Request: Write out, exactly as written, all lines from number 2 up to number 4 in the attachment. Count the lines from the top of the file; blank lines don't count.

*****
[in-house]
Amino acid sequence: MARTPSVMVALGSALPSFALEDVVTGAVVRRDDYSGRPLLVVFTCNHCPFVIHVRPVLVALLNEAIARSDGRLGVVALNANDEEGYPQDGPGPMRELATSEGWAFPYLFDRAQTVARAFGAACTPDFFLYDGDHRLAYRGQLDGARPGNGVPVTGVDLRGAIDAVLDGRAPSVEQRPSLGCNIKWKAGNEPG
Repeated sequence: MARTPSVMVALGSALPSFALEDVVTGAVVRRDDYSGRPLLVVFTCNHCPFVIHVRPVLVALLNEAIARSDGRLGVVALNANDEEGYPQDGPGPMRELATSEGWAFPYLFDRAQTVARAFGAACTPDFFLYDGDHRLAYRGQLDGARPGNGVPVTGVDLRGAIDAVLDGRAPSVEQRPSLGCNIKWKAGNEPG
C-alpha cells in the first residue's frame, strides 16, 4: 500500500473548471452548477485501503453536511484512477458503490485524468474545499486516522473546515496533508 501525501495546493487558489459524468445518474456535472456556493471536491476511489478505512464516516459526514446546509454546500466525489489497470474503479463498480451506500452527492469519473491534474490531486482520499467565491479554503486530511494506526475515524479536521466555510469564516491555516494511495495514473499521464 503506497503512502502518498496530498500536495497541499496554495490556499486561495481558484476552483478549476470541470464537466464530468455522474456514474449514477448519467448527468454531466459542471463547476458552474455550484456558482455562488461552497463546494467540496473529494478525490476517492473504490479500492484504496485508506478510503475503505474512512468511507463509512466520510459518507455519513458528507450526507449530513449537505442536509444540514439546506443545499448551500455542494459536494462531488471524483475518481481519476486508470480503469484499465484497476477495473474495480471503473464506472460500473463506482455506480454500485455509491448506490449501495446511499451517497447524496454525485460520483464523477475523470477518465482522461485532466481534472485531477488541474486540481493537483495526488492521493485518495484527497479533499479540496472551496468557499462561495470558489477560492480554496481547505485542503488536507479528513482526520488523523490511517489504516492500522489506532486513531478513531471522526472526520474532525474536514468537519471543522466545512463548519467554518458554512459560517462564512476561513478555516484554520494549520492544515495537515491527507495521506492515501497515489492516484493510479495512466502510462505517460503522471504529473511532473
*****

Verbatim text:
Amino acid sequence: MARTPSVMVALGSALPSFALEDVVTGAVVRRDDYSGRPLLVVFTCNHCPFVIHVRPVLVALLNEAIARSDGRLGVVALNANDEEGYPQDGPGPMRELATSEGWAFPYLFDRAQTVARAFGAACTPDFFLYDGDHRLAYRGQLDGARPGNGVPVTGVDLRGAIDAVLDGRAPSVEQRPSLGCNIKWKAGNEPG
Repeated sequence: MARTPSVMVALGSALPSFALEDVVTGAVVRRDDYSGRPLLVVFTCNHCPFVIHVRPVLVALLNEAIARSDGRLGVVALNANDEEGYPQDGPGPMRELATSEGWAFPYLFDRAQTVARAFGAACTPDFFLYDGDHRLAYRGQLDGARPGNGVPVTGVDLRGAIDAVLDGRAPSVEQRPSLGCNIKWKAGNEPG
C-alpha cells in the first residue's frame, strides 16, 4: 500500500473548471452548477485501503453536511484512477458503490485524468474545499486516522473546515496533508 501525501495546493487558489459524468445518474456535472456556493471536491476511489478505512464516516459526514446546509454546500466525489489497470474503479463498480451506500452527492469519473491534474490531486482520499467565491479554503486530511494506526475515524479536521466555510469564516491555516494511495495514473499521464 503506497503512502502518498496530498500536495497541499496554495490556499486561495481558484476552483478549476470541470464537466464530468455522474456514474449514477448519467448527468454531466459542471463547476458552474455550484456558482455562488461552497463546494467540496473529494478525490476517492473504490479500492484504496485508506478510503475503505474512512468511507463509512466520510459518507455519513458528507450526507449530513449537505442536509444540514439546506443545499448551500455542494459536494462531488471524483475518481481519476486508470480503469484499465484497476477495473474495480471503473464506472460500473463506482455506480454500485455509491448506490449501495446511499451517497447524496454525485460520483464523477475523470477518465482522461485532466481534472485531477488541474486540481493537483495526488492521493485518495484527497479533499479540496472551496468557499462561495470558489477560492480554496481547505485542503488536507479528513482526520488523523490511517489504516492500522489506532486513531478513531471522526472526520474532525474536514468537519471543522466545512463548519467554518458554512459560517462564512476561513478555516484554520494549520492544515495537515491527507495521506492515501497515489492516484493510479495512466502510462505517460503522471504529473511532473